It’s hard to explain. Dysphoria is such a moving target for many of us. For whatever reason, STP (standing to pee) was never something I felt I really needed. Understanding why it was right for me to skip urethral lengthening (UL) might be as complex a question as asking how I know my gender. I just knew it wasn’t a big need.
I think back to my earliest memories, and maybe it influenced me that from time to time I would glimpse my dad on the commode as a young child, and he would be sitting down to pee. I can picture it as clear as day. He would have his hand in front of his groin, pushing it into the toilet space to sit and pee. It was how he did it, so for many years my mental concept of how graceful gentlemen like my father would urinate. I have later learned 40% or more of Japanese men sit to pee, also considering it more civilized.
Well, whatever early memories played into this, I arrived at adulthood seeing male partners stand at the toilet from time to time. I was utterly repulsed by the splash of urine it made inevitably on the floor and around the commode. I thought, in passing, this is not how I would do it.
Around age 24, I started packing at work. I had an STP packer, but it was impossible for me to figure out how to use it without getting pee all over myself, and after two accidents like that at work, I threw in that towel. No, sir. I just used it as a packer at work, happy to be home to take it off. In this hot climate, packers make you sweat and stimulate all sorts of funky smells. The moment of taking it on and off was a dysphoria hell for me, and I’d rather not have worn it, but I felt obligated to do so at work.
By the time I finally made it to my phalloplasty consult at the age of 30, I was so fresh at hearing the year or more of traumatic complications one of my best friends endured trying to get his phalloplasty urethra to act right. Most of the complications I read about in groups were about urinary strictures or fistulas. I know most resolved within a year, but especially being from a place far away from my surgeon or anyone capable of managing care, a place notably hostile to trans people… I had another close friend who had major issues with UL with his meta here, and he was travelling thousands of miles to fix it. We felt powerless to find good support to battle complications. Their pain and suffering had a tremendous impact on me.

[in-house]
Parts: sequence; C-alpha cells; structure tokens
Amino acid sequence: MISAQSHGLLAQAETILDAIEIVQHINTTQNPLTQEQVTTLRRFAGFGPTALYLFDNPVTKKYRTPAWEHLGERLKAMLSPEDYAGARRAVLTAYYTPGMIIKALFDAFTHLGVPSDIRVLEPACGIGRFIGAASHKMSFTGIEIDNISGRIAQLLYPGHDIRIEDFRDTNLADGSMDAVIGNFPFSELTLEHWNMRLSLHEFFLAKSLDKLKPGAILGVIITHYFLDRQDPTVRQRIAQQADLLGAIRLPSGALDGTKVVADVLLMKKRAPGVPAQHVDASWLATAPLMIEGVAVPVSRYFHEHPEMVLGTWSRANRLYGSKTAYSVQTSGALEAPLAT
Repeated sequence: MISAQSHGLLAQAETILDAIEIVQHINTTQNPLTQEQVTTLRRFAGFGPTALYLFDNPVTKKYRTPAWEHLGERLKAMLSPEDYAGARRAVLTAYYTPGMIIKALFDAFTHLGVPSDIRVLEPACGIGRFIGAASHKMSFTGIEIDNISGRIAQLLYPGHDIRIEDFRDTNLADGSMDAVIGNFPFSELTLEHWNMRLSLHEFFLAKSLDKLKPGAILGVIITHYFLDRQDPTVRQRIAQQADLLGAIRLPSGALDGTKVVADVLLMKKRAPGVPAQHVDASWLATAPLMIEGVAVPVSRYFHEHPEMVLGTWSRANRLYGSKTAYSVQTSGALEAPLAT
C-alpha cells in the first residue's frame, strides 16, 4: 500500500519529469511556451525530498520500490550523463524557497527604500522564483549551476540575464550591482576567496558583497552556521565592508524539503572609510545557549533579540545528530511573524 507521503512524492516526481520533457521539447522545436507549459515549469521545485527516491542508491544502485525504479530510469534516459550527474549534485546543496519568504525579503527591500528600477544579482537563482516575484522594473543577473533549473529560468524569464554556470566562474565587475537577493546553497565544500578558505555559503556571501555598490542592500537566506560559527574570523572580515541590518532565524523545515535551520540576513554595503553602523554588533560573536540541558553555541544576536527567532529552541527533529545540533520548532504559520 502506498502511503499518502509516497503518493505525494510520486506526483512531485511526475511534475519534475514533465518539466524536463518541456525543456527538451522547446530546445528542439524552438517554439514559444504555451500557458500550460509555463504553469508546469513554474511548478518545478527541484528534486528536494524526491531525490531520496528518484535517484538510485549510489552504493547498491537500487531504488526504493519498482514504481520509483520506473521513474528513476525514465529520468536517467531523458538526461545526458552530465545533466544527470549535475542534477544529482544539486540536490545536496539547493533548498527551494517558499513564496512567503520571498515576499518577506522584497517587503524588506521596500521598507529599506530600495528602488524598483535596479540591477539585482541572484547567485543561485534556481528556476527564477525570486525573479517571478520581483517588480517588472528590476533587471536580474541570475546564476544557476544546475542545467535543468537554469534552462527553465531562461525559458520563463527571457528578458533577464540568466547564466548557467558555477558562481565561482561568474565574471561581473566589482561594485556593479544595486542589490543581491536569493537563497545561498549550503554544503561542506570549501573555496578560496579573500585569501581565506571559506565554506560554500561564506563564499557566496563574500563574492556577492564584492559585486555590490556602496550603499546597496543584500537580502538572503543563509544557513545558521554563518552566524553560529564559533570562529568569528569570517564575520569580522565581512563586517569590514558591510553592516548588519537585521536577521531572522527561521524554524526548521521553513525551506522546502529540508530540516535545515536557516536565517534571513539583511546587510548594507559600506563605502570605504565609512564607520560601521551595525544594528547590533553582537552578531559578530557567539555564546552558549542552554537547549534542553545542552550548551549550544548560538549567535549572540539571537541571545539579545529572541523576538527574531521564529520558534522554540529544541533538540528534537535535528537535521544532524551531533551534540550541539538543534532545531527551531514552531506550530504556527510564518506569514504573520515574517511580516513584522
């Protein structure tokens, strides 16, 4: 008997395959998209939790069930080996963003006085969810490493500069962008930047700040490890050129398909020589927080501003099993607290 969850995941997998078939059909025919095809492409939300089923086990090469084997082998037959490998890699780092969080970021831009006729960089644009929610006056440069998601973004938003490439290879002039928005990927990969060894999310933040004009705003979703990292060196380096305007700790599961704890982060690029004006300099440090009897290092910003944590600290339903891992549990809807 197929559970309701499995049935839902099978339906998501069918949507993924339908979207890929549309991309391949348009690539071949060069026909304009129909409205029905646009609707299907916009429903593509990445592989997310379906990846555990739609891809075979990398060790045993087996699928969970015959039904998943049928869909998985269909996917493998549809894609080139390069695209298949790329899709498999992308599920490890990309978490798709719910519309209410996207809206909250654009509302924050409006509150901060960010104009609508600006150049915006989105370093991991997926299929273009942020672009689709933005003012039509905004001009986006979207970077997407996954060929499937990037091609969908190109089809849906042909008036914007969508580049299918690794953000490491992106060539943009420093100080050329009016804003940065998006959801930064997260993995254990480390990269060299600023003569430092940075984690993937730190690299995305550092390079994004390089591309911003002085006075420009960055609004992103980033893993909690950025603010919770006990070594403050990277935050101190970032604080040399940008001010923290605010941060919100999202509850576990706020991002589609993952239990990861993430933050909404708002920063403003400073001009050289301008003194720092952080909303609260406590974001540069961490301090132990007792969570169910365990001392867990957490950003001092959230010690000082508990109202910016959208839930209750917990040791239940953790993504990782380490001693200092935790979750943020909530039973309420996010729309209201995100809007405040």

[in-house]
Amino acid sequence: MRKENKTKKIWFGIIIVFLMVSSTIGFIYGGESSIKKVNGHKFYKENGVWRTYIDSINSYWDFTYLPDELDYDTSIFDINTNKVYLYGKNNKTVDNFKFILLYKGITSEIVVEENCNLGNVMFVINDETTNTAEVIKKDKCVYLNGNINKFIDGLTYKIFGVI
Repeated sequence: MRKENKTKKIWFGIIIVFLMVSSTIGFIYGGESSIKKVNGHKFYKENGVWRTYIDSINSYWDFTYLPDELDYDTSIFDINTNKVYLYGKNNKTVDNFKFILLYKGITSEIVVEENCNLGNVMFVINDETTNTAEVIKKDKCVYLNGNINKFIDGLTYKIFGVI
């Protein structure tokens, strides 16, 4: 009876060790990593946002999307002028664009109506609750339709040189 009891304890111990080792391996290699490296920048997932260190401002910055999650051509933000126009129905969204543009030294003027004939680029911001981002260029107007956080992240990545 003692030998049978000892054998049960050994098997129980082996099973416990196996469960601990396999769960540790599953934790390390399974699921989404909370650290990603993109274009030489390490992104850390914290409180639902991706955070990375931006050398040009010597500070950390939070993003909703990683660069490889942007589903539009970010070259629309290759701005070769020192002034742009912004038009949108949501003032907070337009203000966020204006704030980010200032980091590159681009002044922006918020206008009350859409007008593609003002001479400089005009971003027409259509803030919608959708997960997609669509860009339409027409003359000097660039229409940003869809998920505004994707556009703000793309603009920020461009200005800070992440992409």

Now, I also know a few folks who haven’t had any serious urinary complications at all. But for myself, I thought… If it would make my recovery so much easier, and I want to sit to pee anyway, why not just pee out of the original urethra between my legs? I completely understand that it is some people’s top reason for seeking phalloplasty, to stand to pee. For me, it just isn’t or wasn’t ever a big draw for all the work and possible complications.
Now, if it had been easy? If it had been the wave of a magic wand? Sure. But then there was the issue of my vagina. They wanted vaginal mucosa for the hookup, and I love penetration there. I didn’t want to risk having the v no longer usable for this purpose, permanently uncomfortable, or no longer able to accommodate without arduous dilation. Very few doctors will even do UL with no vaginectomy, and even then, it isn’t guaranteed you’ll be able to use it again.
For a while, Dr. Coon and I discussed ways to do UL to the bottom of my penis, like hypospadias, an intersex pattern of development. I liked this; we also discussed a way of routing a modified UL through the natal glans (aka tdick or cli*****) using buccal mucosa. All of this was super cool to me, but then I just got so fatigued with more surgery that I asked if we could just keep it simple.
In my mind, with the divet Dr. Coon punched in it and the tattooing there on the tip of the glans, it doesn’t feel different than having a urethra that’s just not hooked up, or having two pee holes? Oddly enough the psychological effect is that I feel like my penis is “cleaner” since urine doesn’t touch it and semen doesn’t come out of it. It is only for looking congruent and pretty and giving me and others pleasure. Sort of like what dicks would be like if they had no association with semen or urine, ha.
There isn’t a way to give me UL after the fact without extraordinary effort, now, unless I revisited one of those hypospadias or meta hookup options. I accept this.
Maybe… If I were to be very vulnerable and honest, I’d say I’m a tinge sad not to have the experience of peeing out of my penis or having an orgasm and feeling the gush from the skene’s glands come out there (as it does for some guys with phallo I know)– or sharing that with a partner.
But you know, I have so much already. It’s like playing Blackjack. I had a 20. I didn’t want to risk anything else for a 21. If this is my hand, I’m 31, and I’m very pleased. When I say I’m a tinge sad, this is how sad I am: I’m a tinge sad my hair isn’t the same share it was when I was a kid. I’m a tinge sad my left arm isn’t hairy. I’m a tinge sad about how hard it seems to be for me to lose weight. Like… It’s not amazing, but really, it’s all okay, and I’m really good.
I think in the future more folks will consider if UL is a need for them, rather than a given. More people may want to know what that is like. Oh hey, did you know urethrostomy is very common in older men with prostate issues? They urinate from a similar perineal location. It doesn’t change their gender. I find myself in good company.
It’s just another opportunity to embrace my body as a unique experience. It doesn’t have to be like the average cis guy to be sexy or complete. My partner agrees. And I agree, too.